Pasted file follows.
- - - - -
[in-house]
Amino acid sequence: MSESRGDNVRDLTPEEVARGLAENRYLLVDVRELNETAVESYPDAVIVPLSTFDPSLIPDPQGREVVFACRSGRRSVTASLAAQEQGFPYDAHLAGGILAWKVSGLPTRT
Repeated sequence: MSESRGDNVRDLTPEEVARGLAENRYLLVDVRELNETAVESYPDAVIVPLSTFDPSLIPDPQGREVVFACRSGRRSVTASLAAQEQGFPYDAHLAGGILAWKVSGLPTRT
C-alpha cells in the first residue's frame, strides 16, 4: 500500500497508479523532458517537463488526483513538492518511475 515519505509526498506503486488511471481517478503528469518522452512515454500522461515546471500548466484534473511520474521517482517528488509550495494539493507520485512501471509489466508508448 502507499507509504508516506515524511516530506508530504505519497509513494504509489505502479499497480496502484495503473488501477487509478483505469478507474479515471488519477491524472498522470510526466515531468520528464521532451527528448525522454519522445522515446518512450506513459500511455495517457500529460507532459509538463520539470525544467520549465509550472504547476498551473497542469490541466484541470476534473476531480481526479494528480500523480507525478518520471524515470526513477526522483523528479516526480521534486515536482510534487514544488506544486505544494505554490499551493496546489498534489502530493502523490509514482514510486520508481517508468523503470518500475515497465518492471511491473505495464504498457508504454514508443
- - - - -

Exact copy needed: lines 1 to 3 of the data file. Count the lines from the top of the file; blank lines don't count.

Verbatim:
[in-house]
Amino acid sequence: MSESRGDNVRDLTPEEVARGLAENRYLLVDVRELNETAVESYPDAVIVPLSTFDPSLIPDPQGREVVFACRSGRRSVTASLAAQEQGFPYDAHLAGGILAWKVSGLPTRT
Repeated sequence: MSESRGDNVRDLTPEEVARGLAENRYLLVDVRELNETAVESYPDAVIVPLSTFDPSLIPDPQGREVVFACRSGRRSVTASLAAQEQGFPYDAHLAGGILAWKVSGLPTRT